UC Davis Health has published one of the earliest studies assessing the use of tecovirimat to treat monkeypox (MPX) symptoms and skin lesions. The antiviral drug approved for smallpox treatment appeared to be safe and effective in 25 patients with monkeypox.
Lessons learned from the public health responses to the HIV and COVID-19 pandemics should help guide the response to the current outbreak of monkeypox, National Institutes of Health experts write in an editorial published today in the New England Journal of Medicine.
The World Health Organization and the White House have declared the growing monkeypox outbreak a public health emergency, with the Centers for Disease Control and Prevention recommending that people seek medical care immediately if they develop a new, unexplained skin rash or lesion on any part of their body that they think could be monkeypox.
“For too long, we've falsely assumed that polio has been eradicated in the U.S.,” says Katherine Foss, a professor and associate director of the School of Journalism & Strategic Media at Middle Tennessee State University. However, no cases doesn’t mean the virus has been eradicated, especially with polio still existing in the world.
The latest research and expert commentary on the monkeypox outbreak.
A UC San Diego-led program that monitors wastewater for the presence of SARS-CoV-2 and which has effectively predicted subsequent surges in COVID-19 cases in San Diego has been expanded to detect the presence of monkeypox.
Just when it seemed like we could sit back and breathe a sigh of relief from declining COVID-19 rates in Nevada, another virus started making headlines: Monkeypox. Local COVID cases have been on a downward trajectory for more than a month. But a wastewater surveillance program led by UNLV Kirk Kerkorian School of Medicine professor and infectious disease expert Edwin Oh has started tracking monkeypox,making Southern Nevada among the first few metropolitan areas nationwide to begin searching the sewers for the emerging virus.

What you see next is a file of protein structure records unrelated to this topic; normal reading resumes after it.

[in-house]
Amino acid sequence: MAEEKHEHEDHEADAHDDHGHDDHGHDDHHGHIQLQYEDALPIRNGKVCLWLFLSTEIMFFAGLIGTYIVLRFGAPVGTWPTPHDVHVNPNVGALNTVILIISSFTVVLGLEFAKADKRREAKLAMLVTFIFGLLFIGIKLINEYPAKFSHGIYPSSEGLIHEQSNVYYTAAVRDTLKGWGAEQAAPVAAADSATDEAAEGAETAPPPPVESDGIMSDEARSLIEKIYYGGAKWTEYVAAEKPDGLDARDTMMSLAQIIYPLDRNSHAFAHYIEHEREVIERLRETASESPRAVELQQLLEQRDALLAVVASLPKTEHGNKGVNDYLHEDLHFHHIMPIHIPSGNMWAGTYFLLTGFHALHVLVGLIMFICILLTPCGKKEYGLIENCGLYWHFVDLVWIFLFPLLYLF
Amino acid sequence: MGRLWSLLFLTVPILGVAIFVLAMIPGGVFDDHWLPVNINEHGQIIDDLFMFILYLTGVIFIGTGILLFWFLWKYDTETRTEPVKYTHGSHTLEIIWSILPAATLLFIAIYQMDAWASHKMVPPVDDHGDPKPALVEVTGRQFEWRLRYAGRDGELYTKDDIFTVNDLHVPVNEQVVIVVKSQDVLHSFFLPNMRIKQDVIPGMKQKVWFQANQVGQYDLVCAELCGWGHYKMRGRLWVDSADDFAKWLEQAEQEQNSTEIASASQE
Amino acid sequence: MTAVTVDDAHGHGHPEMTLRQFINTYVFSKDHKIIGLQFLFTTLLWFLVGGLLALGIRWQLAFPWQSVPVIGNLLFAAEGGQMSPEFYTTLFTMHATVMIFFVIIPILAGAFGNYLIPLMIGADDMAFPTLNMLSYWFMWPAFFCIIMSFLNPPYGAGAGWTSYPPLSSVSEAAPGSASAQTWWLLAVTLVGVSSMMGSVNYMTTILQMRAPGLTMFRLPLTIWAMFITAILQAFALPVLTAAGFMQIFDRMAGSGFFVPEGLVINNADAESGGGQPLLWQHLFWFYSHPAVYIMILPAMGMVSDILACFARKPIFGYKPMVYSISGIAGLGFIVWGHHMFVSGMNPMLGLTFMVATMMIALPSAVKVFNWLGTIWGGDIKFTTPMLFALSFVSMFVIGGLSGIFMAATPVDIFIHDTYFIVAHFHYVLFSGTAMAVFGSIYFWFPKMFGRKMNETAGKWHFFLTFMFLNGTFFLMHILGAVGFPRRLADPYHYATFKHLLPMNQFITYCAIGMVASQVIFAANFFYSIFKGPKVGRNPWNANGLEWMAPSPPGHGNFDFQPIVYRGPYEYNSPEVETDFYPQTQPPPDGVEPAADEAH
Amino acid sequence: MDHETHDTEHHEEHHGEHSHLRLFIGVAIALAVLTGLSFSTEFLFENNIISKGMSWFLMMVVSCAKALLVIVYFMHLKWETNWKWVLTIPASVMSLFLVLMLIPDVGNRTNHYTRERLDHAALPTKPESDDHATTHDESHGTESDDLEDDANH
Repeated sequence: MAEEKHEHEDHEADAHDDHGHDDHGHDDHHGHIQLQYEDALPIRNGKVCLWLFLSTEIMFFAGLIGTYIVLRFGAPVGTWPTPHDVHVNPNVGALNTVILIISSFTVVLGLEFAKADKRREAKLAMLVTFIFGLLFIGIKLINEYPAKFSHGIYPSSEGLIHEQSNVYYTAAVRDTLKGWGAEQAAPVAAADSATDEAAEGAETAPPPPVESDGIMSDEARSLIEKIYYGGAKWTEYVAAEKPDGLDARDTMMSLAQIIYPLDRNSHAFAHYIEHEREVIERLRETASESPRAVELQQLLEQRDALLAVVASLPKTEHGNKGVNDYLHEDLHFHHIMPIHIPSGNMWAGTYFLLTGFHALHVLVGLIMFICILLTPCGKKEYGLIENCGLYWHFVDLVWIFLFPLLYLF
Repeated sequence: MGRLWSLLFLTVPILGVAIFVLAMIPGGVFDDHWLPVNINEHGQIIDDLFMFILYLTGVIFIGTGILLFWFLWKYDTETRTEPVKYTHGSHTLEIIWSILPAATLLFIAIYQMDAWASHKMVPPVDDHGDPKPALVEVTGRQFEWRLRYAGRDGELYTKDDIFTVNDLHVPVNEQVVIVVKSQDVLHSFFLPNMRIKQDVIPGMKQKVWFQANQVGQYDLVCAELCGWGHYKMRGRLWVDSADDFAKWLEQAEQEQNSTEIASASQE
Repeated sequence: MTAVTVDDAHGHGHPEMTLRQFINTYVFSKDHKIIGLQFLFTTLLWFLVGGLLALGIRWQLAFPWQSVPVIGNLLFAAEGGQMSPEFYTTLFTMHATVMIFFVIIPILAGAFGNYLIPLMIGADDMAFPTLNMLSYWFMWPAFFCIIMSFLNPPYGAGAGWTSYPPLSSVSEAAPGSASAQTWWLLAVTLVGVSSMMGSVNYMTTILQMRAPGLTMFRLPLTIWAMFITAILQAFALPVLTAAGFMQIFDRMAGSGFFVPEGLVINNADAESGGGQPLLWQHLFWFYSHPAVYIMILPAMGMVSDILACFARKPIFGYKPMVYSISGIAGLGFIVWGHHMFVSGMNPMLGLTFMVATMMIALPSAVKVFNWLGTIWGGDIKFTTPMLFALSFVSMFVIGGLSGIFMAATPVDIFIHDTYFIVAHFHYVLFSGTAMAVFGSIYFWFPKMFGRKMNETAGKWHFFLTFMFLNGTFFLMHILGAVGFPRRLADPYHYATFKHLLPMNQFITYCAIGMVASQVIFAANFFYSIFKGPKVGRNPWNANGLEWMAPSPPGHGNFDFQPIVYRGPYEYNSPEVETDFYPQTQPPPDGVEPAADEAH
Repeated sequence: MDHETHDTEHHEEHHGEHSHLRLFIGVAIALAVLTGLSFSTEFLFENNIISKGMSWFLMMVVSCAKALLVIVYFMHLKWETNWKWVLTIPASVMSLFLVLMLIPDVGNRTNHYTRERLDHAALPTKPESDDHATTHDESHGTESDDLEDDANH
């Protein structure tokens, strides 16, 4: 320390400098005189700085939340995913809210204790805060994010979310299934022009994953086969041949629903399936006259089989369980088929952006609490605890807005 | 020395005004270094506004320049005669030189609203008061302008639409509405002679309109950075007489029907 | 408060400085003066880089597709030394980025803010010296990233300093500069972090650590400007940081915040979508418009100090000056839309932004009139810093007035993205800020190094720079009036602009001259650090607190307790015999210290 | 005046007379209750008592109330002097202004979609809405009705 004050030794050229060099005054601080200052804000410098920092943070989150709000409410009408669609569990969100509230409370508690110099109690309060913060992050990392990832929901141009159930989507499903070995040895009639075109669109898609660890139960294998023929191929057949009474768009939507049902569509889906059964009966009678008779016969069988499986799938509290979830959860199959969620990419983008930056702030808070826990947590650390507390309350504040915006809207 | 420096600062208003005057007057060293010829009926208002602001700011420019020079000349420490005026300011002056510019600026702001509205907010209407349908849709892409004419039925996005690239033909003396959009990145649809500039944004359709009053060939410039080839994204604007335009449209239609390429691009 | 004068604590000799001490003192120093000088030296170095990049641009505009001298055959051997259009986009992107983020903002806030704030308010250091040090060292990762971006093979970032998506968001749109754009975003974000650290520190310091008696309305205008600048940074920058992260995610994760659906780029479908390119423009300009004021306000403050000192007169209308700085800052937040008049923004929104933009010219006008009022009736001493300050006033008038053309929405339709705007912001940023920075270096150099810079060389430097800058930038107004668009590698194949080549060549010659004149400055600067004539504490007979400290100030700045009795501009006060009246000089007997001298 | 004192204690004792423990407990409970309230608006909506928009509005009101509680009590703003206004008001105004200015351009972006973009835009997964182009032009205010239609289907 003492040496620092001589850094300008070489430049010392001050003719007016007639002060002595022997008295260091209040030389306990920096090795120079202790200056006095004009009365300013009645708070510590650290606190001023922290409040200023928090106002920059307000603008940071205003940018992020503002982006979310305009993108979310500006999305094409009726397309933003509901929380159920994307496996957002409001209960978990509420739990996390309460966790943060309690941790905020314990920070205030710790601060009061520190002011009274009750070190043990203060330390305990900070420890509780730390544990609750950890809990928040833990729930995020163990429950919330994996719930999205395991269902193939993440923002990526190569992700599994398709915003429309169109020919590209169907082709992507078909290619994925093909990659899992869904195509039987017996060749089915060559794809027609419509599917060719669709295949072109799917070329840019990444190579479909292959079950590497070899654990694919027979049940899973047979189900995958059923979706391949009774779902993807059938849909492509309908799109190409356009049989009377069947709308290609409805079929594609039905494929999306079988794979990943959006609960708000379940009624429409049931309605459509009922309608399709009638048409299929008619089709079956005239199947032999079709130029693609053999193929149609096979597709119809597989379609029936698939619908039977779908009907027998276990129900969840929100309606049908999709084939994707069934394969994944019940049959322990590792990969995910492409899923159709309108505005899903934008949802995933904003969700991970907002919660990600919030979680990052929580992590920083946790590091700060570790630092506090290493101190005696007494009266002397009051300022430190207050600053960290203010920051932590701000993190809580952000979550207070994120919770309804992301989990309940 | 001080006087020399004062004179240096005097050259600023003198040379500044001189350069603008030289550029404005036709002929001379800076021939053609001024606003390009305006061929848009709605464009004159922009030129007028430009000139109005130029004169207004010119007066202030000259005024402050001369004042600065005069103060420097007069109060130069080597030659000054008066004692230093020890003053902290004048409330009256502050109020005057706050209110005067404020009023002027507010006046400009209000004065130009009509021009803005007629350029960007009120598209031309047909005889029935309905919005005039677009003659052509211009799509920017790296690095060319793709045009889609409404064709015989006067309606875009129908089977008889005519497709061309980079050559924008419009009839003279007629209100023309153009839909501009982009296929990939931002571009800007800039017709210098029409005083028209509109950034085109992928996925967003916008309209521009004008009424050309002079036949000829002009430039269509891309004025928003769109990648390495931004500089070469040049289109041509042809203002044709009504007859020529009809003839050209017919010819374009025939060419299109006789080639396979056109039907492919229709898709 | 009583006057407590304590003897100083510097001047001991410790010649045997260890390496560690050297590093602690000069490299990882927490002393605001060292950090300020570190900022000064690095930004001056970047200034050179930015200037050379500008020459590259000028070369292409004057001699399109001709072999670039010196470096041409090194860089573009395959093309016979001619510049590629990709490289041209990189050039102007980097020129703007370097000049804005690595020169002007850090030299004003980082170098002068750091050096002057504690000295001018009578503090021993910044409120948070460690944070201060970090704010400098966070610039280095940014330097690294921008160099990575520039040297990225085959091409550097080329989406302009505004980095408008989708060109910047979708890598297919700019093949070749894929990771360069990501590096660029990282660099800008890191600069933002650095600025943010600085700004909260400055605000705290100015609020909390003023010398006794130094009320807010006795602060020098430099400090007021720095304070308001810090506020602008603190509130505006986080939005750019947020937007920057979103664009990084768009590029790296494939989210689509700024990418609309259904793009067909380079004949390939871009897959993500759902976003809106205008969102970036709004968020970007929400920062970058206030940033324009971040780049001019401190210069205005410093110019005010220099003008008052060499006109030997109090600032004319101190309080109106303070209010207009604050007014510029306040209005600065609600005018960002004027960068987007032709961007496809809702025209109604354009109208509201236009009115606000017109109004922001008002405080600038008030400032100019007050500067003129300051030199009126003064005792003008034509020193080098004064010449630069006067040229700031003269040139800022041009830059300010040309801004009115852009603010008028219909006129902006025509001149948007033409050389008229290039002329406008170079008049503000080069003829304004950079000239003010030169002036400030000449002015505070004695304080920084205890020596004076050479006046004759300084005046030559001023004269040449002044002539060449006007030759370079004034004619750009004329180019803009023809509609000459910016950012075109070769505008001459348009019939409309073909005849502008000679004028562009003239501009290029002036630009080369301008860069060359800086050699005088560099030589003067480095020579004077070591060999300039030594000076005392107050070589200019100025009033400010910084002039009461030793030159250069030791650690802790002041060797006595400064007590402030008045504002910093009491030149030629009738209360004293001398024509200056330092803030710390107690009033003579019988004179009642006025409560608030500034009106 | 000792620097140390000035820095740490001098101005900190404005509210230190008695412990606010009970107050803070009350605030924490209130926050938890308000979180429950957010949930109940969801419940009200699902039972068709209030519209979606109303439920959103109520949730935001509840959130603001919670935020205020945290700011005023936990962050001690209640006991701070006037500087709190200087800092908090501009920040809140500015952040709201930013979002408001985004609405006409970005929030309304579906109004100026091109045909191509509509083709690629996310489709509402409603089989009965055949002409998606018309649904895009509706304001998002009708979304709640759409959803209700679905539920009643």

We rate this claim as mostly true. Among the ways monkeypox can spread is by "Touching objects, fabrics (clothing, bedding, or towels), and surfaces that have been used by someone with monkeypox," according to the Centers for Disease Control and Protection.
A study published by The BMJ today identifies important differences in monkeypox symptoms between the current outbreak and previous outbreaks in endemic regions.
The Rutgers School of Public Health will be virtually hosting leading public health scientists, clinicians, and community leaders on Friday, August 5, 2022, at 11:00 a.m., to discuss the current monkeypox outbreak in the United States.
Vircell, leading provider of independent external run controls for nucleic acid testing, announces the launch of a new independent molecular control which will help laboratories all over the world to combat the current outbreak
Monkeypox, a smallpox-related virus, has been declared a global health emergency by the World Health Organization (WHO). Cummings School of Veterinary Medicine at Tufts University's Felicia Nutter, who specializes in wildlife health and infectious disease ecology and zoonoses, outlines important things to know about the current monkeypox outbreak.
Viral DNA can be frequently detected in different clinical samples from monkeypox-infected patients, including saliva and semen, according to a new study led by the Barcelona Institute for Global Health (ISGlobal), a centre supported by the "la Caixa" Foundation, and the Hospital Clínic of Barcelona.
Like the coronavirus pandemic, misinformation about monkeypox is mounting along with the number of cases. A Penn State Health infectious disease doctor cuts through the white noise in this week’s Medical Minute.
Mayo Clinic Laboratories can now test for monkeypox, a rare viral infection, using the Centers for Disease Control and Prevention's (CDC) orthopoxvirus test kit.